In the NRSV translation verse four sounds odd: say to the “fearful of heart” God will come with vengeance (and save you).
In Hebrew the word for ‘fearful’ comes from the verb mahar which means “hasten” or “hurry” used a lot as “quickly”. As an adjective it might mean speedy, swift or hurried. I wonder whether the “hurried heart” is maybe an impatient heart that cannot wait for God to come? It could also be a heart like a modern diary so full that every thought and emotion rushes through it without having time to enjoy God’s presence. Maybe the “hasty heart” is a heart that has no time to stop and stare: to be attentive to what is actually happening. John Goldingay (2001, 197) in his commentary (NIBC) thinks it is a heart jumping in fear.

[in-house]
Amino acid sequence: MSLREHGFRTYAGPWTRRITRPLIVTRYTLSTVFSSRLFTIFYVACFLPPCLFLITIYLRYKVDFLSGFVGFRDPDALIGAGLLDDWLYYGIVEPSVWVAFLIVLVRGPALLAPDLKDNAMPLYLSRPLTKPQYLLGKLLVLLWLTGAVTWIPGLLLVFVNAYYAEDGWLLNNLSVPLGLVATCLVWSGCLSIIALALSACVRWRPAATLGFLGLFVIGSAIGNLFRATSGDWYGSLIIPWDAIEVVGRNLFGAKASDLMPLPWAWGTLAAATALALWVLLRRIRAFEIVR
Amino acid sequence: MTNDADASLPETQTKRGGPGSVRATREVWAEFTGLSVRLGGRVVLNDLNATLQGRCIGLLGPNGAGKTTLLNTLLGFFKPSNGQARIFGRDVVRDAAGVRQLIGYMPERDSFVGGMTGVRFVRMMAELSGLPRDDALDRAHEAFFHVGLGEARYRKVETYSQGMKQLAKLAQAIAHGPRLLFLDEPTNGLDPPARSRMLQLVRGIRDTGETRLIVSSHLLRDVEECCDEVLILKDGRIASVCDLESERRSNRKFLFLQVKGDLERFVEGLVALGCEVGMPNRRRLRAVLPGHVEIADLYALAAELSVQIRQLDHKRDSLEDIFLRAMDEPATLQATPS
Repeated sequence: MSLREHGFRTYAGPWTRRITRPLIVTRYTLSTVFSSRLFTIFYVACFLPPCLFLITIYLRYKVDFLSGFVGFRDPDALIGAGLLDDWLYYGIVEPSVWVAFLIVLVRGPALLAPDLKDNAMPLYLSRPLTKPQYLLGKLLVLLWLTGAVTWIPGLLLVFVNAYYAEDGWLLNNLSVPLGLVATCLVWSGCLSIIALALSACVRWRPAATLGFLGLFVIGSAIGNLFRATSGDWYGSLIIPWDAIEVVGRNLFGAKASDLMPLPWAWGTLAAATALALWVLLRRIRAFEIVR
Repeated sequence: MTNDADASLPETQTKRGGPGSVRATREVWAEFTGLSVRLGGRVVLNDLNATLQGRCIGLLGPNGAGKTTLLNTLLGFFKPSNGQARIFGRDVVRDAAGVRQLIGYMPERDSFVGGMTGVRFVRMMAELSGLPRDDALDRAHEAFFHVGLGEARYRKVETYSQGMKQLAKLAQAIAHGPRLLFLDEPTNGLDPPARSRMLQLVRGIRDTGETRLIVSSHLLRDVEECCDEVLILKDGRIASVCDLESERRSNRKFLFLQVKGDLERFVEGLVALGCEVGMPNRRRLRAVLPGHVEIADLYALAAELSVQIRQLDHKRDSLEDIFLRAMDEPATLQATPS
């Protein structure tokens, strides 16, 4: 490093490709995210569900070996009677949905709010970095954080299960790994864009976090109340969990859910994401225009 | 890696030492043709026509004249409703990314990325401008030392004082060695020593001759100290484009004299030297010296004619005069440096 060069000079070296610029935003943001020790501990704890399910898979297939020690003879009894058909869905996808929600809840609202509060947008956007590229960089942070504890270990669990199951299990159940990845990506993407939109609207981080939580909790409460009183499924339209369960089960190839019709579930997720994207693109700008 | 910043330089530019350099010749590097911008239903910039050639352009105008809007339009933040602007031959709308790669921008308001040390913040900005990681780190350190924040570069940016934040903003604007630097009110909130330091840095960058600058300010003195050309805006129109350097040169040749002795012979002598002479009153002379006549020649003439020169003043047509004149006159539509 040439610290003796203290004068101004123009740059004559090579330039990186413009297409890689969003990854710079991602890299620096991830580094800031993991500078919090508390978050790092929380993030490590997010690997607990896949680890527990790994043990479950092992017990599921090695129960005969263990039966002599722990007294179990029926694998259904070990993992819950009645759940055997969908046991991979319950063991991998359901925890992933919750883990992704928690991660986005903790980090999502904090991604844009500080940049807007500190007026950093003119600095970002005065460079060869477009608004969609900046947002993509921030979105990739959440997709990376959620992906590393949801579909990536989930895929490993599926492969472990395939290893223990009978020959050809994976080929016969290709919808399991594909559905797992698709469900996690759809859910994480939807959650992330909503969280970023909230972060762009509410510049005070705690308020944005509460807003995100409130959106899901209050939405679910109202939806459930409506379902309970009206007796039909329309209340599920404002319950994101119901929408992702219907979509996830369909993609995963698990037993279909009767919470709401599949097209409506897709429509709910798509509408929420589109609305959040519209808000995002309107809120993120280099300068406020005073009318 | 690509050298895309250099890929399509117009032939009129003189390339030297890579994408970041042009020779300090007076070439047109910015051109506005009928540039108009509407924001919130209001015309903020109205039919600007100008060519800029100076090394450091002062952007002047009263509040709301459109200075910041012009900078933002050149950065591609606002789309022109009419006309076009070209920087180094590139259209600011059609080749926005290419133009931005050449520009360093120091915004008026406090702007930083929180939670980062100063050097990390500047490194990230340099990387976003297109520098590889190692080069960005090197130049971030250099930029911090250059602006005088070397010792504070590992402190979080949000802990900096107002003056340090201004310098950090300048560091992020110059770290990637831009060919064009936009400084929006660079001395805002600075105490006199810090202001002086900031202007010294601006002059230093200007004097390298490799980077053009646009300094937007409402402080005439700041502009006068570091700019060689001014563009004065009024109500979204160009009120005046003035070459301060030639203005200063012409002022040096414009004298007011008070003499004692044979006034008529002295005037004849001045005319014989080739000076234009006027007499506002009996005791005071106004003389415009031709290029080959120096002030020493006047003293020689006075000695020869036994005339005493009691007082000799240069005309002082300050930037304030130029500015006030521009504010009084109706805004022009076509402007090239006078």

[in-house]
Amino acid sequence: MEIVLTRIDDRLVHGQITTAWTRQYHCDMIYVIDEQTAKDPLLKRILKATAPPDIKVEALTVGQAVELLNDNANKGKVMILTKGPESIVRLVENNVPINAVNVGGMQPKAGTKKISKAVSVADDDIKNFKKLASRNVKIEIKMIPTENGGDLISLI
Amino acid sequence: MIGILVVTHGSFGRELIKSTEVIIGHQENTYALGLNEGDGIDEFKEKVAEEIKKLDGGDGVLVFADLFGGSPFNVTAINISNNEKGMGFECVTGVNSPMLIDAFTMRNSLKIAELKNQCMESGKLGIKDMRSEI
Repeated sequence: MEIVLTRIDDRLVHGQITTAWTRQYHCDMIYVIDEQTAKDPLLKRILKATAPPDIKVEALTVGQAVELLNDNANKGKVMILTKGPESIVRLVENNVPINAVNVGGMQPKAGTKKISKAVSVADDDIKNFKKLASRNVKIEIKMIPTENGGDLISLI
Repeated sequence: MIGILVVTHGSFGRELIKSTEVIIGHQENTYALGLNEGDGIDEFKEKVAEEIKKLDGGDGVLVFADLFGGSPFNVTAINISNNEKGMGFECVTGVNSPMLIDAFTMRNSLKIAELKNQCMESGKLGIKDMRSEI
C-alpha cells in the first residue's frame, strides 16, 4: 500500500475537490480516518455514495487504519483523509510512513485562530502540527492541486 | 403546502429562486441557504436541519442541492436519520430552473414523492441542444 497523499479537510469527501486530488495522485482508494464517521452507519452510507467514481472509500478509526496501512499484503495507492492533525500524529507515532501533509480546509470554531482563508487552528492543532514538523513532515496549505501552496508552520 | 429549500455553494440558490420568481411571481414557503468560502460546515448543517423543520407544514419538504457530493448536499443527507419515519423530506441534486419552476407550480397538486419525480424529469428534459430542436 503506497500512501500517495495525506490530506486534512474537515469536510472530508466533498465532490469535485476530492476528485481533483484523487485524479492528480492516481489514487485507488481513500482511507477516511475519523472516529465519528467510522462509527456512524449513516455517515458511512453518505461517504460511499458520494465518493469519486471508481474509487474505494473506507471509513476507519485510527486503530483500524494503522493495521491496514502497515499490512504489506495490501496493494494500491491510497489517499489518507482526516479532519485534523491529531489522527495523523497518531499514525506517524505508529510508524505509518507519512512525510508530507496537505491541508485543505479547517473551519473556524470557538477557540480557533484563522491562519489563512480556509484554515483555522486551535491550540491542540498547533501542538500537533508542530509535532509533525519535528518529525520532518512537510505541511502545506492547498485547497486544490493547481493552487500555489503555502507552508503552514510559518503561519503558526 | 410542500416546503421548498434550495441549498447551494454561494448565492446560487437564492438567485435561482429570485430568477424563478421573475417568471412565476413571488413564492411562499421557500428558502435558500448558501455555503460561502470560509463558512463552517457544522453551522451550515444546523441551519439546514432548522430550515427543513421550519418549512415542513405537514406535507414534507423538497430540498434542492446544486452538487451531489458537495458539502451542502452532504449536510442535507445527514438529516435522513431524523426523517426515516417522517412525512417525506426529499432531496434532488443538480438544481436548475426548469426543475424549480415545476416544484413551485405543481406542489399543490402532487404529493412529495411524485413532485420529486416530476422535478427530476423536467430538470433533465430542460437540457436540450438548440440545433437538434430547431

The reverse of this “speedy heart” in Isaiah 35 is joy. The passage brims over with delight having six different words to express joy, gaiety, gladness, rejoicing, making a joyful noise. And it does gladden the heart to hear what God’s vengeance is like: opening for the blind, unstopping for the deaf, leaping for the lame, singing for the voiceless, water in the wilderness and a highway: a road to go home on.
11 December 2016
This weekly blog on one of the lectionary readings is by Anna-Claar Thomasson-Rosingh, Coordinator for the Centre for Encountering the Bible and Director of Studies for the Centre for Formation in Ministry.